verb (used with object)

to give courage or confidence to; cheer.

Origin of hearten

First recorded in 1520–30; heart + -en1
Related formsheart·en·er, nounheart·en·ing·ly, adverb
Dictionary.com Unabridged Based on the Random House Unabridged Dictionary, © Random House, Inc. 2019

Examples from the Web for hearten

Historical Examples of hearten

  • Polly did, and added, 'I will recite poetry to them to hearten them to their task.'

    The Magic City

    Edith Nesbit

  • But in the mysterious way of rumor, the news spread to hearten the islanders.

  • John Ball goeth about to hearten men to rise against oppression.

    Long Will

    Florence Converse

  • Then it was that Isaac's nonsense really served to hearten us.

  • And he encouraged Jack to visit him and, when the latter did so, used every effort to hearten him.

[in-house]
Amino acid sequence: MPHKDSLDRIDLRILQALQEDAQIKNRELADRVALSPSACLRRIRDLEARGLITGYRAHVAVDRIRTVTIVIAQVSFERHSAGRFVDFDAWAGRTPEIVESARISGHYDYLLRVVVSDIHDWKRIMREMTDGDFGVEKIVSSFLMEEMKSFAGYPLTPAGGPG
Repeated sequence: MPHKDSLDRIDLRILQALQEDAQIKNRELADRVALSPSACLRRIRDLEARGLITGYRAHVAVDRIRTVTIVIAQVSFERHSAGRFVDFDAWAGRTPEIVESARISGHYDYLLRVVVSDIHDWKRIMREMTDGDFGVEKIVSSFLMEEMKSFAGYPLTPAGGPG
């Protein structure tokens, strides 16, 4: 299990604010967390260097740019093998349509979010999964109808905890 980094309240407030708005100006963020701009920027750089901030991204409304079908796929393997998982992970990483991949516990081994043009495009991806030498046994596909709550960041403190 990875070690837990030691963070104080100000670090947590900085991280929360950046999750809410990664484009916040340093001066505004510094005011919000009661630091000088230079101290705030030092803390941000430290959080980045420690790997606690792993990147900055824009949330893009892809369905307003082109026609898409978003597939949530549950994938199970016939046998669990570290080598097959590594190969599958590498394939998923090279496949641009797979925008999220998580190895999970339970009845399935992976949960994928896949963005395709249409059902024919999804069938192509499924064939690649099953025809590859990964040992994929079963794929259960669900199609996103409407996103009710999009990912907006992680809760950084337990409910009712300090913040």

Weatherby's Inning

    Ralph Henry Barbour

British Dictionary definitions for hearten



to make or become cheerful
Collins English Dictionary - Complete & Unabridged 2012 Digital Edition © William Collins Sons & Co. Ltd. 1979, 1986 © HarperCollins Publishers 1998, 2000, 2003, 2005, 2006, 2007, 2009, 2012

Word Origin and History for hearten

c.1200, "to encourage," from heart + -en (1). A verb formed from figurative sense of heart. Related: Heartened; heartening.

Online Etymology Dictionary, © 2010 Douglas Harper